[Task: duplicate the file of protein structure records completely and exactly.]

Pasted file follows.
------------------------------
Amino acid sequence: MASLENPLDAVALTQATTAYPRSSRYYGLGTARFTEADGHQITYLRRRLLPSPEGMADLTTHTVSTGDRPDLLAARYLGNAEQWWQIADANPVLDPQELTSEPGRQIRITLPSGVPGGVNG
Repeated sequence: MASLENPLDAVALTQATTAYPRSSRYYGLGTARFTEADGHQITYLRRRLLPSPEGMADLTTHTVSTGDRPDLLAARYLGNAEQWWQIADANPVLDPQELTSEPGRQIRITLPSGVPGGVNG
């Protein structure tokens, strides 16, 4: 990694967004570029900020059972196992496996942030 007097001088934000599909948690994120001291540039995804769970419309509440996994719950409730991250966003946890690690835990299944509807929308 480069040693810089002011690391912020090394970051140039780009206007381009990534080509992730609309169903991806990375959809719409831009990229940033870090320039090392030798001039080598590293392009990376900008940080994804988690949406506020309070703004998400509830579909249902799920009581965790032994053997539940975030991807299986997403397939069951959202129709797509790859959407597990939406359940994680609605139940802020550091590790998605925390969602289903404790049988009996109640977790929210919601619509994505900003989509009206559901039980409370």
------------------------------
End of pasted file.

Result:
Amino acid sequence: MASLENPLDAVALTQATTAYPRSSRYYGLGTARFTEADGHQITYLRRRLLPSPEGMADLTTHTVSTGDRPDLLAARYLGNAEQWWQIADANPVLDPQELTSEPGRQIRITLPSGVPGGVNG
Repeated sequence: MASLENPLDAVALTQATTAYPRSSRYYGLGTARFTEADGHQITYLRRRLLPSPEGMADLTTHTVSTGDRPDLLAARYLGNAEQWWQIADANPVLDPQELTSEPGRQIRITLPSGVPGGVNG
């Protein structure tokens, strides 16, 4: 990694967004570029900020059972196992496996942030 007097001088934000599909948690994120001291540039995804769970419309509440996994719950409730991250966003946890690690835990299944509807929308 480069040693810089002011690391912020090394970051140039780009206007381009990534080509992730609309169903991806990375959809719409831009990229940033870090320039090392030798001039080598590293392009990376900008940080994804988690949406506020309070703004998400509830579909249902799920009581965790032994053997539940975030991807299986997403397939069951959202129709797509790859959407597990939406359940994680609605139940802020550091590790998605925390969602289903404790049988009996109640977790929210919601619509994505900003989509009206559901039980409370």